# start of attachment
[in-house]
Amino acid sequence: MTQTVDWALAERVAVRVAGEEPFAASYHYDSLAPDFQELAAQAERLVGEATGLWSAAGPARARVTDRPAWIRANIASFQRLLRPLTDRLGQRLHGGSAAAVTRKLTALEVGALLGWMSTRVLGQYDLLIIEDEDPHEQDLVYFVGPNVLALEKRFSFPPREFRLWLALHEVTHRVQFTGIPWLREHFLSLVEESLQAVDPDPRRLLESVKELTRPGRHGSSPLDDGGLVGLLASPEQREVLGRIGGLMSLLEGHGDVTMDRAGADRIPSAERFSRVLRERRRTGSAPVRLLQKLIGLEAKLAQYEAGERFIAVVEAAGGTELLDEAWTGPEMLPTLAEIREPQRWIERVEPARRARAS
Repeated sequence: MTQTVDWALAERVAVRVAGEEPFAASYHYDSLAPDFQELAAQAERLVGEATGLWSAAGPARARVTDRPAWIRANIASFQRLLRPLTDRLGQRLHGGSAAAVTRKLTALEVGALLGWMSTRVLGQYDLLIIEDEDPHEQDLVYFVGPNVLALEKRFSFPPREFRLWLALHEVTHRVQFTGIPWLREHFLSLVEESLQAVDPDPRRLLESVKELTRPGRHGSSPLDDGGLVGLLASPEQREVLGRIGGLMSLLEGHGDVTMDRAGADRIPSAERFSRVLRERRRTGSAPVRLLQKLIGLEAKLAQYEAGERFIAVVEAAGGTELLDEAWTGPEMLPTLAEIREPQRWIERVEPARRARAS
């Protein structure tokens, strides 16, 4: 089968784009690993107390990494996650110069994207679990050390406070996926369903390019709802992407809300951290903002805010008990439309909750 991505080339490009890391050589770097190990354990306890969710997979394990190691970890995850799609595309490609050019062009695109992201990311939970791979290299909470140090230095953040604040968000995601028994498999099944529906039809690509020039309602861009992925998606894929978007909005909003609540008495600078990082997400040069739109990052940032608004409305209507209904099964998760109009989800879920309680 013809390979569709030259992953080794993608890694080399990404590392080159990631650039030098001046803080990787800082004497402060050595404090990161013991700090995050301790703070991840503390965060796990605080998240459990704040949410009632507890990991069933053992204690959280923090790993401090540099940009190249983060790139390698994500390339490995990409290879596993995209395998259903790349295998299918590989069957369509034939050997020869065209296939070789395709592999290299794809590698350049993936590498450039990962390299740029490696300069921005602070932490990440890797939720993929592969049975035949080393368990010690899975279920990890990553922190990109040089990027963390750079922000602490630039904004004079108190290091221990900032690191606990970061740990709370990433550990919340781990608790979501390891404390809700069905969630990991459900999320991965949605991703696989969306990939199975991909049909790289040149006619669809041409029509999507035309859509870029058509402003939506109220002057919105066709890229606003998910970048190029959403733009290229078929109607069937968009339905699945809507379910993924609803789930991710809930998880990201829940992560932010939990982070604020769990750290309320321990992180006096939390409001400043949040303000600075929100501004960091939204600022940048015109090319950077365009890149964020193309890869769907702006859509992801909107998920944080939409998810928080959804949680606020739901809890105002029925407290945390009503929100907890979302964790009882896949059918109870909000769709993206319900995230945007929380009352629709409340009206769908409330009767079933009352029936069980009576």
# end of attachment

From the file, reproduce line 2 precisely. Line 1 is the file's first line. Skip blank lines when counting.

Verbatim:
Amino acid sequence: MTQTVDWALAERVAVRVAGEEPFAASYHYDSLAPDFQELAAQAERLVGEATGLWSAAGPARARVTDRPAWIRANIASFQRLLRPLTDRLGQRLHGGSAAAVTRKLTALEVGALLGWMSTRVLGQYDLLIIEDEDPHEQDLVYFVGPNVLALEKRFSFPPREFRLWLALHEVTHRVQFTGIPWLREHFLSLVEESLQAVDPDPRRLLESVKELTRPGRHGSSPLDDGGLVGLLASPEQREVLGRIGGLMSLLEGHGDVTMDRAGADRIPSAERFSRVLRERRRTGSAPVRLLQKLIGLEAKLAQYEAGERFIAVVEAAGGTELLDEAWTGPEMLPTLAEIREPQRWIERVEPARRARAS